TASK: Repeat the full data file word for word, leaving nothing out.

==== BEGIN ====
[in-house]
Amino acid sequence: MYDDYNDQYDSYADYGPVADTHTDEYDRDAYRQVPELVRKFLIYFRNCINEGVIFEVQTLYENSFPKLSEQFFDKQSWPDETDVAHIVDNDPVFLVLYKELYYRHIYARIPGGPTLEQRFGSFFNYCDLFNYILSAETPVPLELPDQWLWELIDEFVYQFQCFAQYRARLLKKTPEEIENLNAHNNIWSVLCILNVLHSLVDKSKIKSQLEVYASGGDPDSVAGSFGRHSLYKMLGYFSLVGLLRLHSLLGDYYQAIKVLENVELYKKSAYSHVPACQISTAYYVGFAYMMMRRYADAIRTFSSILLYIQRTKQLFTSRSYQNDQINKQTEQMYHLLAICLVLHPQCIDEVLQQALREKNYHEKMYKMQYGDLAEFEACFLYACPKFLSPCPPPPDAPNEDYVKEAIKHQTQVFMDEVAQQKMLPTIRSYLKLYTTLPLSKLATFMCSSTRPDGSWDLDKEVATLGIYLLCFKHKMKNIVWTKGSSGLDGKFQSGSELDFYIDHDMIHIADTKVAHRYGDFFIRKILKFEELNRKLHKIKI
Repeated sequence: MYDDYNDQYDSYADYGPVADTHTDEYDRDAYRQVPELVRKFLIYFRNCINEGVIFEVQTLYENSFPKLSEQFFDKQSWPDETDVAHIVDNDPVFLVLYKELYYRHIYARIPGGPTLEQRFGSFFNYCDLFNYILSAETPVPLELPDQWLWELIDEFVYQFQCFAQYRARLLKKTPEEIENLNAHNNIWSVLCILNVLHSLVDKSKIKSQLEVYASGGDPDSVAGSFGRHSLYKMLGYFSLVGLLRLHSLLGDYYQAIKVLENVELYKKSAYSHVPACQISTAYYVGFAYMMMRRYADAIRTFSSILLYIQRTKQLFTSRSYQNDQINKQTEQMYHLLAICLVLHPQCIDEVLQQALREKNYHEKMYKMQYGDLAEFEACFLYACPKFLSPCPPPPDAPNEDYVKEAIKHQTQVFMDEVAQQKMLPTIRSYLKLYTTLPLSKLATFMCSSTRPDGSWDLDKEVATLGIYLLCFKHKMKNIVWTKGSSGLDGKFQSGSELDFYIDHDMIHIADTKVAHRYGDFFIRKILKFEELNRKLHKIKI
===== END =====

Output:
[in-house]
Amino acid sequence: MYDDYNDQYDSYADYGPVADTHTDEYDRDAYRQVPELVRKFLIYFRNCINEGVIFEVQTLYENSFPKLSEQFFDKQSWPDETDVAHIVDNDPVFLVLYKELYYRHIYARIPGGPTLEQRFGSFFNYCDLFNYILSAETPVPLELPDQWLWELIDEFVYQFQCFAQYRARLLKKTPEEIENLNAHNNIWSVLCILNVLHSLVDKSKIKSQLEVYASGGDPDSVAGSFGRHSLYKMLGYFSLVGLLRLHSLLGDYYQAIKVLENVELYKKSAYSHVPACQISTAYYVGFAYMMMRRYADAIRTFSSILLYIQRTKQLFTSRSYQNDQINKQTEQMYHLLAICLVLHPQCIDEVLQQALREKNYHEKMYKMQYGDLAEFEACFLYACPKFLSPCPPPPDAPNEDYVKEAIKHQTQVFMDEVAQQKMLPTIRSYLKLYTTLPLSKLATFMCSSTRPDGSWDLDKEVATLGIYLLCFKHKMKNIVWTKGSSGLDGKFQSGSELDFYIDHDMIHIADTKVAHRYGDFFIRKILKFEELNRKLHKIKI
Repeated sequence: MYDDYNDQYDSYADYGPVADTHTDEYDRDAYRQVPELVRKFLIYFRNCINEGVIFEVQTLYENSFPKLSEQFFDKQSWPDETDVAHIVDNDPVFLVLYKELYYRHIYARIPGGPTLEQRFGSFFNYCDLFNYILSAETPVPLELPDQWLWELIDEFVYQFQCFAQYRARLLKKTPEEIENLNAHNNIWSVLCILNVLHSLVDKSKIKSQLEVYASGGDPDSVAGSFGRHSLYKMLGYFSLVGLLRLHSLLGDYYQAIKVLENVELYKKSAYSHVPACQISTAYYVGFAYMMMRRYADAIRTFSSILLYIQRTKQLFTSRSYQNDQINKQTEQMYHLLAICLVLHPQCIDEVLQQALREKNYHEKMYKMQYGDLAEFEACFLYACPKFLSPCPPPPDAPNEDYVKEAIKHQTQVFMDEVAQQKMLPTIRSYLKLYTTLPLSKLATFMCSSTRPDGSWDLDKEVATLGIYLLCFKHKMKNIVWTKGSSGLDGKFQSGSELDFYIDHDMIHIADTKVAHRYGDFFIRKILKFEELNRKLHKIKI